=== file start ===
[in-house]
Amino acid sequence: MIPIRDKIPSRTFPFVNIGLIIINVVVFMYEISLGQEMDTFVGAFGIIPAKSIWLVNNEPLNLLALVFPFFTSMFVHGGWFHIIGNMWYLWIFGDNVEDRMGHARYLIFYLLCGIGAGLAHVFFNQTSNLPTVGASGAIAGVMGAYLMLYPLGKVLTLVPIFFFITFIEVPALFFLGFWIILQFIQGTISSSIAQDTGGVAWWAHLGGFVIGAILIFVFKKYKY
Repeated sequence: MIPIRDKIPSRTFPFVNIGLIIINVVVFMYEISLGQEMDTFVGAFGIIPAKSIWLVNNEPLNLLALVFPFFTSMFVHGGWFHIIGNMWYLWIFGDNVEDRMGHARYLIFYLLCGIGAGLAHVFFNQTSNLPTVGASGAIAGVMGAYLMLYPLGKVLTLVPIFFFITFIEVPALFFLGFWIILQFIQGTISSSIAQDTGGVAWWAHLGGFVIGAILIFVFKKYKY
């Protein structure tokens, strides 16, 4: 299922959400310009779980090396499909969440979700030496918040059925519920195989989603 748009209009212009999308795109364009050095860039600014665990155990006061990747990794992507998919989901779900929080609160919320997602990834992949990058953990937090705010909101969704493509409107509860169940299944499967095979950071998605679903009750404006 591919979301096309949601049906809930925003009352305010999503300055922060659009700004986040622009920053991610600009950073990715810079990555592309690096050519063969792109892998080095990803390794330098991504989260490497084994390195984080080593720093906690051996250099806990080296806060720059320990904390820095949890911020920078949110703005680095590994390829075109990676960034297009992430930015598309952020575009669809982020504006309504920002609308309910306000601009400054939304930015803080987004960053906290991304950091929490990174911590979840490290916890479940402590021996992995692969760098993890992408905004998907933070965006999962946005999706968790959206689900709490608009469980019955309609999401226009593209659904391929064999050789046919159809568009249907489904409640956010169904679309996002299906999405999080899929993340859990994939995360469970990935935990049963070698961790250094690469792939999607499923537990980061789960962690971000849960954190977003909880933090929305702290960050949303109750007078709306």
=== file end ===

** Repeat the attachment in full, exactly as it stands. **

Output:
[in-house]
Amino acid sequence: MIPIRDKIPSRTFPFVNIGLIIINVVVFMYEISLGQEMDTFVGAFGIIPAKSIWLVNNEPLNLLALVFPFFTSMFVHGGWFHIIGNMWYLWIFGDNVEDRMGHARYLIFYLLCGIGAGLAHVFFNQTSNLPTVGASGAIAGVMGAYLMLYPLGKVLTLVPIFFFITFIEVPALFFLGFWIILQFIQGTISSSIAQDTGGVAWWAHLGGFVIGAILIFVFKKYKY
Repeated sequence: MIPIRDKIPSRTFPFVNIGLIIINVVVFMYEISLGQEMDTFVGAFGIIPAKSIWLVNNEPLNLLALVFPFFTSMFVHGGWFHIIGNMWYLWIFGDNVEDRMGHARYLIFYLLCGIGAGLAHVFFNQTSNLPTVGASGAIAGVMGAYLMLYPLGKVLTLVPIFFFITFIEVPALFFLGFWIILQFIQGTISSSIAQDTGGVAWWAHLGGFVIGAILIFVFKKYKY
């Protein structure tokens, strides 16, 4: 299922959400310009779980090396499909969440979700030496918040059925519920195989989603 748009209009212009999308795109364009050095860039600014665990155990006061990747990794992507998919989901779900929080609160919320997602990834992949990058953990937090705010909101969704493509409107509860169940299944499967095979950071998605679903009750404006 591919979301096309949601049906809930925003009352305010999503300055922060659009700004986040622009920053991610600009950073990715810079990555592309690096050519063969792109892998080095990803390794330098991504989260490497084994390195984080080593720093906690051996250099806990080296806060720059320990904390820095949890911020920078949110703005680095590994390829075109990676960034297009992430930015598309952020575009669809982020504006309504920002609308309910306000601009400054939304930015803080987004960053906290991304950091929490990174911590979840490290916890479940402590021996992995692969760098993890992408905004998907933070965006999962946005999706968790959206689900709490608009469980019955309609999401226009593209659904391929064999050789046919159809568009249907489904409640956010169904679309996002299906999405999080899929993340859990994939995360469970990935935990049963070698961790250094690469792939999607499923537990980061789960962690971000849960954190977003909880933090929305702290960050949303109750007078709306």